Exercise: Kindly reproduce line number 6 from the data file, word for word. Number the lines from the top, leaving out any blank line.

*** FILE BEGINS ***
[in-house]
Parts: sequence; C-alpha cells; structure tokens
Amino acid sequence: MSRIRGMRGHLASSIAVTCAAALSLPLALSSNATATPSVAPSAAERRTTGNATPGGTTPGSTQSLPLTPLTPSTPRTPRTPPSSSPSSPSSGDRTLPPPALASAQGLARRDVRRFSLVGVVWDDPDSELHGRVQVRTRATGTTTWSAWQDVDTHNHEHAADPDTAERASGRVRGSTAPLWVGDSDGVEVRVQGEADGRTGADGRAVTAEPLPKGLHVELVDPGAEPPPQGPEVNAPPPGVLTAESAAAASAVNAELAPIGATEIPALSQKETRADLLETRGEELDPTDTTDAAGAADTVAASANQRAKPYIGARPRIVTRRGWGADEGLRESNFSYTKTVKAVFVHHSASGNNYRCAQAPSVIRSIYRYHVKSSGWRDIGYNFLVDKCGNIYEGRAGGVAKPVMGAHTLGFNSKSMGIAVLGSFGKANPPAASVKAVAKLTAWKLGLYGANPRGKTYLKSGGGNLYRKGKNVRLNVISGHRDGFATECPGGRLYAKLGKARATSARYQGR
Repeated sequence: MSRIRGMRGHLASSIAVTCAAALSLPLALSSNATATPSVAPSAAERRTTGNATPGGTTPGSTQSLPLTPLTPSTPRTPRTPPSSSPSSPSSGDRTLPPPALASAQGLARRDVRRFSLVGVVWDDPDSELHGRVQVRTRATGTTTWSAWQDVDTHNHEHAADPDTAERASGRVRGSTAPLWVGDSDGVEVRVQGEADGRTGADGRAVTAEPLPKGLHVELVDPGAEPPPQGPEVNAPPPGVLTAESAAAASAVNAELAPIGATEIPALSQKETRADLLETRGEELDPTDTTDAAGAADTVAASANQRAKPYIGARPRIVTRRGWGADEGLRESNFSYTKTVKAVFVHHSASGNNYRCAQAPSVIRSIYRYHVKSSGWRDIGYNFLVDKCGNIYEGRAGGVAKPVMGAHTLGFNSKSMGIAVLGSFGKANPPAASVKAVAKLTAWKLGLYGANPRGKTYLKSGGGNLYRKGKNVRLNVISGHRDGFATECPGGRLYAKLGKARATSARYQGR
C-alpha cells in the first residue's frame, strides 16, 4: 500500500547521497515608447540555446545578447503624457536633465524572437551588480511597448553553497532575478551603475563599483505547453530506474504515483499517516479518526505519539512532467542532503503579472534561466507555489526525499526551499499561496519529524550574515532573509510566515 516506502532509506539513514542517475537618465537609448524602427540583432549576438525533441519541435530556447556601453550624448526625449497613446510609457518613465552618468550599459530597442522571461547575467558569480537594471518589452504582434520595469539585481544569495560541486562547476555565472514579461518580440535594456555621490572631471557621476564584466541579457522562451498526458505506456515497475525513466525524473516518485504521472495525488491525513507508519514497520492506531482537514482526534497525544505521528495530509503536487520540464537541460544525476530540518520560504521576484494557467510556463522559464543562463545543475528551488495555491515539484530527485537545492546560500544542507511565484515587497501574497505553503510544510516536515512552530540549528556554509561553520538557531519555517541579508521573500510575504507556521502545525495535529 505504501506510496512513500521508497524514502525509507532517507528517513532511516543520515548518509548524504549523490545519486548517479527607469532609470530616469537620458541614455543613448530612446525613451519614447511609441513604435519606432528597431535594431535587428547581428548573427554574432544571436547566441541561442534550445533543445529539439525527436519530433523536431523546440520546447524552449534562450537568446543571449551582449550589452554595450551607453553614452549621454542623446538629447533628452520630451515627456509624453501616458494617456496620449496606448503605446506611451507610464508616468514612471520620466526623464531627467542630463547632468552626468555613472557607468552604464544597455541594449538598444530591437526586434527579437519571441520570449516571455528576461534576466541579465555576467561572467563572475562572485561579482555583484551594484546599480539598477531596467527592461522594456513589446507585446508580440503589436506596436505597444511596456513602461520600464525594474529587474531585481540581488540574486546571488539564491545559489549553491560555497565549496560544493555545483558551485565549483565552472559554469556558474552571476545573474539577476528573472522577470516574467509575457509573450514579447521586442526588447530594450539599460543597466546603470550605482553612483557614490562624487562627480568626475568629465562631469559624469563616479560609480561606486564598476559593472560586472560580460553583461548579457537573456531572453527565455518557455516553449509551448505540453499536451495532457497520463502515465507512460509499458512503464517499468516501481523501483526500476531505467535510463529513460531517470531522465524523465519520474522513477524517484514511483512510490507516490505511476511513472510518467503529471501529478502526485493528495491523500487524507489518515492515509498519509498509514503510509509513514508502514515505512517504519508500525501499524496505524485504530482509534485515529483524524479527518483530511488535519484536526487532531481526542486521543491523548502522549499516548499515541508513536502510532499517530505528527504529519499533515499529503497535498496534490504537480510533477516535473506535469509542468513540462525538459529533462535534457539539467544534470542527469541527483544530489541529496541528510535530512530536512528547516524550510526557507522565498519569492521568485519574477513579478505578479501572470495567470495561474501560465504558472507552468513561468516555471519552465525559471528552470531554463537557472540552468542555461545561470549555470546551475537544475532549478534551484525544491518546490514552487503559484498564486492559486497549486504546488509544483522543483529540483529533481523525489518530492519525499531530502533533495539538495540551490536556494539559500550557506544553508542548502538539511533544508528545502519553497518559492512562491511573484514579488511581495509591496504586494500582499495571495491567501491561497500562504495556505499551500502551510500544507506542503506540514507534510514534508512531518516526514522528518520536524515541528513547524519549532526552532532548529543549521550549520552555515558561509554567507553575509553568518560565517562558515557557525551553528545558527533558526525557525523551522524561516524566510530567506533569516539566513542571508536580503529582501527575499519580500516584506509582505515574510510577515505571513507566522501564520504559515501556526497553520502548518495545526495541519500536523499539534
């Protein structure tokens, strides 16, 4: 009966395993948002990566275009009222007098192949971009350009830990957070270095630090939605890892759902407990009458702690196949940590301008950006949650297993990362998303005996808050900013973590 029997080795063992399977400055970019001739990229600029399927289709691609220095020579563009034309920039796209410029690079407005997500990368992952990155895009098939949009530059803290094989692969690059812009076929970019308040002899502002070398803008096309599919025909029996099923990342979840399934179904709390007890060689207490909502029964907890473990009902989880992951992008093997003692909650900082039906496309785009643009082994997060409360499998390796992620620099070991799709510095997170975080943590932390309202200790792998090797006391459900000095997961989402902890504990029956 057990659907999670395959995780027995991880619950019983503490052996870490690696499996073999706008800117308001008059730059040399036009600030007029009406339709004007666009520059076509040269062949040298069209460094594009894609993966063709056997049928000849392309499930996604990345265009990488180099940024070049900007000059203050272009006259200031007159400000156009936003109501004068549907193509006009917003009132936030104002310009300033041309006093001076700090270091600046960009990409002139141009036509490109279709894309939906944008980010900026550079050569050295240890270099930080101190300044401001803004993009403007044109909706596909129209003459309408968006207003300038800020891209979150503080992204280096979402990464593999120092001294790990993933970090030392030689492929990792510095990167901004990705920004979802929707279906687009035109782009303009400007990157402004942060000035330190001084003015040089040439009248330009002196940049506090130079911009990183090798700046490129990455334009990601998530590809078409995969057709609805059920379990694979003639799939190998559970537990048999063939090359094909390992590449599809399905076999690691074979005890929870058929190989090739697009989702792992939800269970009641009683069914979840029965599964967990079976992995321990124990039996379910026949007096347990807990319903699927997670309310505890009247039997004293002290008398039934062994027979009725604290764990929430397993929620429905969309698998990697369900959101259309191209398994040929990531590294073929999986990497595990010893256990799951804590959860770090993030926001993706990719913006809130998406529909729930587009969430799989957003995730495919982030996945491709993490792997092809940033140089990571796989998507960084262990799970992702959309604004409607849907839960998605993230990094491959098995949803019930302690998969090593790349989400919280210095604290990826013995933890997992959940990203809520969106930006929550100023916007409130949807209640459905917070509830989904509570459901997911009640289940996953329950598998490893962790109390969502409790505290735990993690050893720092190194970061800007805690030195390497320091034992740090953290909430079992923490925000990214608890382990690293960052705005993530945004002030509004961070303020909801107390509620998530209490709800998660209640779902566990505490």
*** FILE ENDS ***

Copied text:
């Protein structure tokens, strides 16, 4: 009966395993948002990566275009009222007098192949971009350009830990957070270095630090939605890892759902407990009458702690196949940590301008950006949650297993990362998303005996808050900013973590 029997080795063992399977400055970019001739990229600029399927289709691609220095020579563009034309920039796209410029690079407005997500990368992952990155895009098939949009530059803290094989692969690059812009076929970019308040002899502002070398803008096309599919025909029996099923990342979840399934179904709390007890060689207490909502029964907890473990009902989880992951992008093997003692909650900082039906496309785009643009082994997060409360499998390796992620620099070991799709510095997170975080943590932390309202200790792998090797006391459900000095997961989402902890504990029956 057990659907999670395959995780027995991880619950019983503490052996870490690696499996073999706008800117308001008059730059040399036009600030007029009406339709004007666009520059076509040269062949040298069209460094594009894609993966063709056997049928000849392309499930996604990345265009990488180099940024070049900007000059203050272009006259200031007159400000156009936003109501004068549907193509006009917003009132936030104002310009300033041309006093001076700090270091600046960009990409002139141009036509490109279709894309939906944008980010900026550079050569050295240890270099930080101190300044401001803004993009403007044109909706596909129209003459309408968006207003300038800020891209979150503080992204280096979402990464593999120092001294790990993933970090030392030689492929990792510095990167901004990705920004979802929707279906687009035109782009303009400007990157402004942060000035330190001084003015040089040439009248330009002196940049506090130079911009990183090798700046490129990455334009990601998530590809078409995969057709609805059920379990694979003639799939190998559970537990048999063939090359094909390992590449599809399905076999690691074979005890929870058929190989090739697009989702792992939800269970009641009683069914979840029965599964967990079976992995321990124990039996379910026949007096347990807990319903699927997670309310505890009247039997004293002290008398039934062994027979009725604290764990929430397993929620429905969309698998990697369900959101259309191209398994040929990531590294073929999986990497595990010893256990799951804590959860770090993030926001993706990719913006809130998406529909729930587009969430799989957003995730495919982030996945491709993490792997092809940033140089990571796989998507960084262990799970992702959309604004409607849907839960998605993230990094491959098995949803019930302690998969090593790349989400919280210095604290990826013995933890997992959940990203809520969106930006929550100023916007409130949807209640459905917070509830989904509570459901997911009640289940996953329950598998490893962790109390969502409790505290735990993690050893720092190194970061800007805690030195390497320091034992740090953290909430079992923490925000990214608890382990690293960052705005993530945004002030509004961070303020909801107390509620998530209490709800998660209640779902566990505490």